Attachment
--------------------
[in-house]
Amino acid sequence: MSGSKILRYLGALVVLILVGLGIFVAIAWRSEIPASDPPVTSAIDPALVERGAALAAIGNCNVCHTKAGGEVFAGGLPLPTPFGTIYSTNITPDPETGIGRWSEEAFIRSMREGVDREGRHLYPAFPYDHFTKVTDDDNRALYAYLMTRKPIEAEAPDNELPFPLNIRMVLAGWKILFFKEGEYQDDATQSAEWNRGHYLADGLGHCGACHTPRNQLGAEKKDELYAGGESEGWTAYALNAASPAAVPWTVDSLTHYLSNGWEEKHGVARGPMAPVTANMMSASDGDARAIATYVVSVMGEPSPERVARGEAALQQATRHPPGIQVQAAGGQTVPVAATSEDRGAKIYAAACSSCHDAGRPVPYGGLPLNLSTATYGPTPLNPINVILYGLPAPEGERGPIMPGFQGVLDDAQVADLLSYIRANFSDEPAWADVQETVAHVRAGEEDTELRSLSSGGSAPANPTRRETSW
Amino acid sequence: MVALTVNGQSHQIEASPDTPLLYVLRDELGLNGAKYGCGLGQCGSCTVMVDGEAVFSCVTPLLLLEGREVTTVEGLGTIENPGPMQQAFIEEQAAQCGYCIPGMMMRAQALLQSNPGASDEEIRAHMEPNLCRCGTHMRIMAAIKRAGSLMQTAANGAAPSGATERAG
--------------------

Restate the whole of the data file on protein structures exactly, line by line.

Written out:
[in-house]
Amino acid sequence: MSGSKILRYLGALVVLILVGLGIFVAIAWRSEIPASDPPVTSAIDPALVERGAALAAIGNCNVCHTKAGGEVFAGGLPLPTPFGTIYSTNITPDPETGIGRWSEEAFIRSMREGVDREGRHLYPAFPYDHFTKVTDDDNRALYAYLMTRKPIEAEAPDNELPFPLNIRMVLAGWKILFFKEGEYQDDATQSAEWNRGHYLADGLGHCGACHTPRNQLGAEKKDELYAGGESEGWTAYALNAASPAAVPWTVDSLTHYLSNGWEEKHGVARGPMAPVTANMMSASDGDARAIATYVVSVMGEPSPERVARGEAALQQATRHPPGIQVQAAGGQTVPVAATSEDRGAKIYAAACSSCHDAGRPVPYGGLPLNLSTATYGPTPLNPINVILYGLPAPEGERGPIMPGFQGVLDDAQVADLLSYIRANFSDEPAWADVQETVAHVRAGEEDTELRSLSSGGSAPANPTRRETSW
Amino acid sequence: MVALTVNGQSHQIEASPDTPLLYVLRDELGLNGAKYGCGLGQCGSCTVMVDGEAVFSCVTPLLLLEGREVTTVEGLGTIENPGPMQQAFIEEQAAQCGYCIPGMMMRAQALLQSNPGASDEEIRAHMEPNLCRCGTHMRIMAAIKRAGSLMQTAANGAAPSGATERAG